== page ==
Who can apply for a patent?
A patent must be applied for only in the name(s) of the actual inventor(s). However, the inventor can sell or assign the patent to someone else. Prior art includes any patents related to your invention, any published articles about your invention, and any public demonstrations. This determines if your idea has been patented before or publicly disclosed making it unpatentable.is my idea patentable
Have you ever had an idea for some gadget to make life easier and wondered if it had been invented yet? Ever thought about selling your invention and needed to know if someone already beat you to it? One way to find these answers is to look for patents on similar gadgets and determine whether your invention is unique.patented invention
When you conduct the online patent searches, you'll be able to read the full text of the patents and see diagrams. Don't be discouraged if you do find your invention idea is already patented. You may be able to come up with a variation that's not patented...And double check the patent. Sometimes, what looks like the same invention idea may actually be quite different. Some of the free searches may not involve a complete search of all granted patent archives and patent applications for all time. You may want to consider hiring a registered patent attorney to find this information for you.How to Patent an Idea - US Patent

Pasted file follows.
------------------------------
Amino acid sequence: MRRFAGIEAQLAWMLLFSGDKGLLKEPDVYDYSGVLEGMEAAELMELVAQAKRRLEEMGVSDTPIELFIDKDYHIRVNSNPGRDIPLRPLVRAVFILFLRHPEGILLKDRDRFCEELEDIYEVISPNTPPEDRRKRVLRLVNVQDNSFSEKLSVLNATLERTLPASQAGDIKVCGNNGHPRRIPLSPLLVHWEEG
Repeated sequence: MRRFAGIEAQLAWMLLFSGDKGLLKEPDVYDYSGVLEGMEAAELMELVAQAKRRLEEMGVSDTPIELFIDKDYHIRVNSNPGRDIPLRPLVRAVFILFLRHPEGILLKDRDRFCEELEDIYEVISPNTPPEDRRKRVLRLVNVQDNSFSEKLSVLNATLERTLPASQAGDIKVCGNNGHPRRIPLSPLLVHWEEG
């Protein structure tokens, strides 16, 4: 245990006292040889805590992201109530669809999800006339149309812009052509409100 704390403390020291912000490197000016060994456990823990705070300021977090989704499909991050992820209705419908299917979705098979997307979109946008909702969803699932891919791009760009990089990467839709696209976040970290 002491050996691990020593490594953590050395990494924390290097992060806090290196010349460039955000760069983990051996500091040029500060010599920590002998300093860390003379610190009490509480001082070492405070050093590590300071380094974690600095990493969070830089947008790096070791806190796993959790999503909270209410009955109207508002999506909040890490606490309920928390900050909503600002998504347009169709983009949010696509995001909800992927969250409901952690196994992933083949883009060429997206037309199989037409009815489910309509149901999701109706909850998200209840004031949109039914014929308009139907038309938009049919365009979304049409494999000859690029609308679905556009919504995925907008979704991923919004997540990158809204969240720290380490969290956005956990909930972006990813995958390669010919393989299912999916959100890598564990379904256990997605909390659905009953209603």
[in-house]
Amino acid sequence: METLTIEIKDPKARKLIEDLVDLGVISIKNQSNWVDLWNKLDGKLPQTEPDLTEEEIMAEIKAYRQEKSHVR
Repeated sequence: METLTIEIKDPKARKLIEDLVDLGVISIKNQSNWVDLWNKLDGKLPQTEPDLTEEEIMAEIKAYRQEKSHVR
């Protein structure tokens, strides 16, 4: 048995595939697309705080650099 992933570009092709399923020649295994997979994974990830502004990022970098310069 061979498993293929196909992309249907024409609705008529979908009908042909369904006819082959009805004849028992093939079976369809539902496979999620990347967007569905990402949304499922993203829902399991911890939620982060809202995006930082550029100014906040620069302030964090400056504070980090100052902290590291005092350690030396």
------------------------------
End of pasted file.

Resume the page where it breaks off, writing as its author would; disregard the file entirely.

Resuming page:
Bring your invention to life and protect it with a US patent. The property rights that a US patent gives your invention means the right to prevent others who do not have your permission from making, using, offering for sale, or selling your invention in the United States or importing your invention into the United States. To get a US patent, all applications must be filed in the US Patent and Trademark Office.USPTO Fees
The USPTO charges fees at every step of the patent process and these fees are the only fixed cost in the process. The USPTO charges a required $330 to file an application, $540 for a search, $220 for an examination, $1,510 to issue the patent if it passes the examination, plus $7,750 in maintenance fees over the 20 years that the patent is in force. Hence, the total to file and go through the process is $1,090, but the total to receive the patent and keep it in force is $10,350. Note that independent inventors and small businesses receive a 50 percent discount on fees but that the USPTO charges more for extra or late paperwork.